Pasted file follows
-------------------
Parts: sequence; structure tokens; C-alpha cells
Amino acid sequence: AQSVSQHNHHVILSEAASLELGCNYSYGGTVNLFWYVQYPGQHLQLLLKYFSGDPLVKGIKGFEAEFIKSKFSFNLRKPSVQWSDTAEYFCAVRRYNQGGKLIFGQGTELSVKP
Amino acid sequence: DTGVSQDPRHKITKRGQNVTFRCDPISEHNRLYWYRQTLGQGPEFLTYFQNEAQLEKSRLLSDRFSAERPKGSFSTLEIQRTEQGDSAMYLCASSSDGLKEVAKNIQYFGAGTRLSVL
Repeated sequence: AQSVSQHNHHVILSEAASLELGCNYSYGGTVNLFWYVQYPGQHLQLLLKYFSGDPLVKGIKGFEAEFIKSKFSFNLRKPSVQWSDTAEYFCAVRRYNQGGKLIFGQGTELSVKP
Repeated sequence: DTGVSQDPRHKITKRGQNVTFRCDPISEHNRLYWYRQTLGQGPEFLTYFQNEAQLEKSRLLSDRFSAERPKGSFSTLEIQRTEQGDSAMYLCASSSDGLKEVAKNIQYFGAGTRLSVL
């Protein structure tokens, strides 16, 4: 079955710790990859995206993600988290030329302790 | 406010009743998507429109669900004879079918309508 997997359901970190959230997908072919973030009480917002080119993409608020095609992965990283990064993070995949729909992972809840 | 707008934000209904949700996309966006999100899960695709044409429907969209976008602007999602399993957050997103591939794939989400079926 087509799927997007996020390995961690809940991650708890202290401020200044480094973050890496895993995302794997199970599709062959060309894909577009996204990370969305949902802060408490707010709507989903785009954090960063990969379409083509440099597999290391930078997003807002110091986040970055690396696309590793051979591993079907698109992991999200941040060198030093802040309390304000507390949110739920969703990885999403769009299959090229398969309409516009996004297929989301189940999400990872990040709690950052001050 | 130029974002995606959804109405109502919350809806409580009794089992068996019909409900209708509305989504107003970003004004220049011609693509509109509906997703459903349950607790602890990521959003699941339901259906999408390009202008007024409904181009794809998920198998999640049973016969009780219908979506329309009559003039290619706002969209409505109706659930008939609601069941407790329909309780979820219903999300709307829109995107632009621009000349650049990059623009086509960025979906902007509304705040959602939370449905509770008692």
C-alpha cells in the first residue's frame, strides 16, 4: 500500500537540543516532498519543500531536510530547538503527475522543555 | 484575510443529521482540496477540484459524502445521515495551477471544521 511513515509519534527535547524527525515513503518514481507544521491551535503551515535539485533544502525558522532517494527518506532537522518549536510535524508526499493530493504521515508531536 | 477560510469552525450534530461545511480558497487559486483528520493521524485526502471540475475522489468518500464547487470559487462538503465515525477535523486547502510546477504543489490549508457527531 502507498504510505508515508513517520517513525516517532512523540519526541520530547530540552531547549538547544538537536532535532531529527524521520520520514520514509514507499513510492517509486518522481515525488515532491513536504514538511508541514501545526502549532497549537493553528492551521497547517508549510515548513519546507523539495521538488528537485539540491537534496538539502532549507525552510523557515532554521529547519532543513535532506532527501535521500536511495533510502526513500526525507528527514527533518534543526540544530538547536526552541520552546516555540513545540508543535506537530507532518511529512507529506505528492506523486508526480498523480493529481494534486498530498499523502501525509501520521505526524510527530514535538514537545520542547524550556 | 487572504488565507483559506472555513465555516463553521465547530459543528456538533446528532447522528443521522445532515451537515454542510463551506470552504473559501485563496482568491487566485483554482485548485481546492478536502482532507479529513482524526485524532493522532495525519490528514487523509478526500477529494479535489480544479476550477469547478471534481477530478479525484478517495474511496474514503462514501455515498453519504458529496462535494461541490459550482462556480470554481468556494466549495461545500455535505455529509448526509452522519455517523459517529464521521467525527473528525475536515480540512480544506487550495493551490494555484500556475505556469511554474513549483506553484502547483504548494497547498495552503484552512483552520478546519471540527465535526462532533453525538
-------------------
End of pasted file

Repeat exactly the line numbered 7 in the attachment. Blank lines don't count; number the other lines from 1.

C-alpha cells in the first residue's frame, strides 16, 4: 500500500537540543516532498519543500531536510530547538503527475522543555 | 484575510443529521482540496477540484459524502445521515495551477471544521 511513515509519534527535547524527525515513503518514481507544521491551535503551515535539485533544502525558522532517494527518506532537522518549536510535524508526499493530493504521515508531536 | 477560510469552525450534530461545511480558497487559486483528520493521524485526502471540475475522489468518500464547487470559487462538503465515525477535523486547502510546477504543489490549508457527531 502507498504510505508515508513517520517513525516517532512523540519526541520530547530540552531547549538547544538537536532535532531529527524521520520520514520514509514507499513510492517509486518522481515525488515532491513536504514538511508541514501545526502549532497549537493553528492551521497547517508549510515548513519546507523539495521538488528537485539540491537534496538539502532549507525552510523557515532554521529547519532543513535532506532527501535521500536511495533510502526513500526525507528527514527533518534543526540544530538547536526552541520552546516555540513545540508543535506537530507532518511529512507529506505528492506523486508526480498523480493529481494534486498530498499523502501525509501520521505526524510527530514535538514537545520542547524550556 | 487572504488565507483559506472555513465555516463553521465547530459543528456538533446528532447522528443521522445532515451537515454542510463551506470552504473559501485563496482568491487566485483554482485548485481546492478536502482532507479529513482524526485524532493522532495525519490528514487523509478526500477529494479535489480544479476550477469547478471534481477530478479525484478517495474511496474514503462514501455515498453519504458529496462535494461541490459550482462556480470554481468556494466549495461545500455535505455529509448526509452522519455517523459517529464521521467525527473528525475536515480540512480544506487550495493551490494555484500556475505556469511554474513549483506553484502547483504548494497547498495552503484552512483552520478546519471540527465535526462532533453525538